Back in January 2018, I posted a guest column on the bridges of Venice, Italy, taken by a travel blogger, who discovered the many hidden sites of Venice that are worth seeing, as a person visits the bridges along the Grand Canal and other waterways that make the city famous. A video was posted recently on the same subject, yet the focus was on the bridges themselves, filmed from all angles including the surroundings.
To give you a better idea of what to expect from the bridges of Venice, here’s the nine-minute video which will give you more than enough reasons to go to Venice. Enjoy! 🙂
In connection with the collapse of the Morandi Bridge in Genoa, Italy, a couple of videos came to mind that I came across recently. Prior to the disaster, there has been a debate as to determining which bridge disasters should be in the top 10, for there are several sources that have their own set- be it in terms of history, natural disasters or even structural failures. Here are a couple examples of bridge disasters that feature the top 10 prior to the Genoa disaster. The first one focuses on disasters in terms of structural failure combined with history.
This video focuses on natural disasters and bridge failures, originating from Russia…..
Now here is the homework assignment for you: How would you rank your top 10 bridge disasters? What criteria would you set before finding your ten best examples? Would your focus be on the international stage or would you prefer local examples? And would you agree that your top 10 would be based on natural disasters, structural failures, both or neither of them?
Have a look at the videos and then look for your top ten bridge collapses. You may comment here or on the Chronicles’ facebook page.
Despite the decking being added, there is still work left to be done with the bridge. A press release by the group shows you the details of the progress, what is next with the project, how much money is needed to complete the last phases and how you can help put the final touches on the project. The press release includes some photos and a cool video provided by Nels Raynor of BACH Steel showing how the new decking is being added. Here’s the release as of 4 April 2016:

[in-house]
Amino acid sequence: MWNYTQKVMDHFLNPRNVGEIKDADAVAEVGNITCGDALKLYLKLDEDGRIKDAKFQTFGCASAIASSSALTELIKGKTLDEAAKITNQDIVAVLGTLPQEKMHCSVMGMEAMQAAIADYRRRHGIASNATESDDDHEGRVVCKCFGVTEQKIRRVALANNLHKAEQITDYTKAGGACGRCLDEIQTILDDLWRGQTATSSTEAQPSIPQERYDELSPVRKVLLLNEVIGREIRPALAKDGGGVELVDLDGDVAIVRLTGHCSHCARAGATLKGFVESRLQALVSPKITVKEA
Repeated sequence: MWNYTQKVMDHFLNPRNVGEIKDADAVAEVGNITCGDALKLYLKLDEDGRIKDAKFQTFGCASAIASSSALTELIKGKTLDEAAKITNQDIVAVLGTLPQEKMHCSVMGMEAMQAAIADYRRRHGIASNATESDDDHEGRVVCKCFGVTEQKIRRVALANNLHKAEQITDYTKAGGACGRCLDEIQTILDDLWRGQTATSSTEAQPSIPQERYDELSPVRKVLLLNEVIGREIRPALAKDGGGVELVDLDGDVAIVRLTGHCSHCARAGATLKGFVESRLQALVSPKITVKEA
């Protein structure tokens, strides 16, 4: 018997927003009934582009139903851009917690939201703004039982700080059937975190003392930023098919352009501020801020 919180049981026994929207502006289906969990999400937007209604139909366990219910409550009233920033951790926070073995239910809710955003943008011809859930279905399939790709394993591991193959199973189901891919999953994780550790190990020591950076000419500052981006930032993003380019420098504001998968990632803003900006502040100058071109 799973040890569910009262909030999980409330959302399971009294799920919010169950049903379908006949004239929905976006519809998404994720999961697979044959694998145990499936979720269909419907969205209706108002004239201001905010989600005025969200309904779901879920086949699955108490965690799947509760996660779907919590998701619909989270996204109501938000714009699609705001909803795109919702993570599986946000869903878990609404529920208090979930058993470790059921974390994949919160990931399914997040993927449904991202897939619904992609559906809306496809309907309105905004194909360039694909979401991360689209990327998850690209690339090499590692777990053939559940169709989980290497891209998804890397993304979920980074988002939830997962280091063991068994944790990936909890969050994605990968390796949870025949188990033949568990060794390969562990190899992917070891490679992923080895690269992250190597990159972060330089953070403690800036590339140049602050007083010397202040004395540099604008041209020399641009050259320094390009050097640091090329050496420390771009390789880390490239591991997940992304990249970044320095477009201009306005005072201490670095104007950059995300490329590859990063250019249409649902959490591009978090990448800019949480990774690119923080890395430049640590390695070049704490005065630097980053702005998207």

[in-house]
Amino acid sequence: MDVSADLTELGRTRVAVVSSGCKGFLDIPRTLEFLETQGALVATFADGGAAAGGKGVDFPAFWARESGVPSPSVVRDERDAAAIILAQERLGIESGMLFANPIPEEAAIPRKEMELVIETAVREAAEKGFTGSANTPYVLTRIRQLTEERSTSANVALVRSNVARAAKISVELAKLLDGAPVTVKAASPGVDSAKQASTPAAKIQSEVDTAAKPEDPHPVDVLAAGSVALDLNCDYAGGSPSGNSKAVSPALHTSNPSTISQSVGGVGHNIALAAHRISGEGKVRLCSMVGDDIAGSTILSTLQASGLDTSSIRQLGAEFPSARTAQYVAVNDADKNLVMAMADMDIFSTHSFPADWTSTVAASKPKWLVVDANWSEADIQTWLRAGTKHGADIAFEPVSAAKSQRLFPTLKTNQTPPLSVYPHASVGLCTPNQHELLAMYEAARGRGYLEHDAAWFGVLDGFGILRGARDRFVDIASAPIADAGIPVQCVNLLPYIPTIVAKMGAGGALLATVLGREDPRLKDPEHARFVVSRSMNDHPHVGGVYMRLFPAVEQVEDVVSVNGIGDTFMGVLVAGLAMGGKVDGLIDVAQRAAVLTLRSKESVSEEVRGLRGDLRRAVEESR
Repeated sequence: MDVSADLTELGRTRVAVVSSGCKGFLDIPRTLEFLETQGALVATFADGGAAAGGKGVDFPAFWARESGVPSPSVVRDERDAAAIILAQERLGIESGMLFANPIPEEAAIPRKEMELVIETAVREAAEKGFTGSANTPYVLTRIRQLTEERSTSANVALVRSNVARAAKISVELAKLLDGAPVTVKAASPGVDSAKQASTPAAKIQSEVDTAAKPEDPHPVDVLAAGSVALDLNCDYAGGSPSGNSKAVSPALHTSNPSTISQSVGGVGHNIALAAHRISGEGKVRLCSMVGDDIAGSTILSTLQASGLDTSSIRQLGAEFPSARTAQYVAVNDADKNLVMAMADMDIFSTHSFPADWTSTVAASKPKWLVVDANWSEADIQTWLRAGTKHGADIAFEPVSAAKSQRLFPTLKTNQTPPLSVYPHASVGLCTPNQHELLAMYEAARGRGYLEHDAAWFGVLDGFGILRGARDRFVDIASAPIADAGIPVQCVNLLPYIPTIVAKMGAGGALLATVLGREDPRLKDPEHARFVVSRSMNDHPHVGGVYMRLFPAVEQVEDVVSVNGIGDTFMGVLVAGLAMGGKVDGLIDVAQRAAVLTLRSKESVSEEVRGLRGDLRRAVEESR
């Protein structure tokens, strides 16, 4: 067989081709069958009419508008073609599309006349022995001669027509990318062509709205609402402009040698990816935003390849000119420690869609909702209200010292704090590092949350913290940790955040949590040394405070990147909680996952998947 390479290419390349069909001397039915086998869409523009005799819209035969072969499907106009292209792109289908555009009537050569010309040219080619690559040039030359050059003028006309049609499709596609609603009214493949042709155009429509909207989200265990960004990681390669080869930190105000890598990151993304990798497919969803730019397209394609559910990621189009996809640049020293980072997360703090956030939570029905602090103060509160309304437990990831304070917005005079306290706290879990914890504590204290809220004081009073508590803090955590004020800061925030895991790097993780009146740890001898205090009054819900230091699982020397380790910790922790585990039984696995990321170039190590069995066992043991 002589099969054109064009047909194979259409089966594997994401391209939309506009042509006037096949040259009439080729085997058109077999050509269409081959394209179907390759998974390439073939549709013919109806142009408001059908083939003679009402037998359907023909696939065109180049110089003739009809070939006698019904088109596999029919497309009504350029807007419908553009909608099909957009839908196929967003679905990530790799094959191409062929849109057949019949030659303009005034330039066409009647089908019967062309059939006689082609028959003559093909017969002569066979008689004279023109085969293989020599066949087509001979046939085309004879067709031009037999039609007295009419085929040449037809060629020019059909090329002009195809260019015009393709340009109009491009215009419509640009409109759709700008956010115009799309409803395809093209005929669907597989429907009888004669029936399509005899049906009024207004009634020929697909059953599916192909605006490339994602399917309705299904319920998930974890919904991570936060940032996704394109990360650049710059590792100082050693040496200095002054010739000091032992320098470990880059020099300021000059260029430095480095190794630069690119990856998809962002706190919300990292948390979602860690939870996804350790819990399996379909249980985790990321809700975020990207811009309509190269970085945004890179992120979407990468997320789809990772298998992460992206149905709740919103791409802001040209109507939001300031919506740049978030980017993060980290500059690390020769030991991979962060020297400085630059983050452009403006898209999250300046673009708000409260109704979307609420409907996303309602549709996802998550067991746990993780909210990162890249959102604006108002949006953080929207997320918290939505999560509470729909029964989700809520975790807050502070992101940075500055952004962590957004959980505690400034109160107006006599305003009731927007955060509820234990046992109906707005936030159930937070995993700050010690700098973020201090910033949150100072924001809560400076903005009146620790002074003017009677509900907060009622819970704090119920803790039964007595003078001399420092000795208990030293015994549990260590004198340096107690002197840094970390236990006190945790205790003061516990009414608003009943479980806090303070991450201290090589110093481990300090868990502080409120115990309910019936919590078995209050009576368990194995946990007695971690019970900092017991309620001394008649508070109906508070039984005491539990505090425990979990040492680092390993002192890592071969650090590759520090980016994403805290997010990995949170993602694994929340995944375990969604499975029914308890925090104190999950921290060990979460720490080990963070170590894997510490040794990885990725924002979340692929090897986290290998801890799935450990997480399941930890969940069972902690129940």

In a stunning development, the Friends of Bunker Mill Bridge® newly appointed officers decided on April 1, 2016 to leave the group managed and funded by NSRGA / Workin’ Bridges. Julie Bowers, Executive Director of NSRGA, was informed of their decision on Saturday at Bunker Mill Bridge by Henry Swantz. While we applaud their efforts to start a new non profit company to work with the bridge, under advise of counsel, until they are recognized as such, with the solid financial and insurance backing that they need, their efforts with the bridge ownership are over, and the representatives to our board from FBMB – Doris Park and Scott Allen gave up their rights as board members”, stated Julie Bowers. “I’m not sure they realized what they were doing when they decided to leave but we’ve seen this before when people that are working together get a title. However, the executive director needed more official help and it seemed to be a good time for that change. The new officers appointed were Travis Yeggy, President and Scott Allen, Executive Director, Mike Riddle, VP, Doris Park, Secretary and Irma Altenhofen, Treasurer. With the consent of the core group they decided to go rogue. They didn’t want to stand behind the binding legal agreements and promises held by NSRGA and FBMB. NSRGA / Workin’ Bridges (W’B) is the legal owner and contractor for the project and will continue to work the bridge project as money and scheduling permit.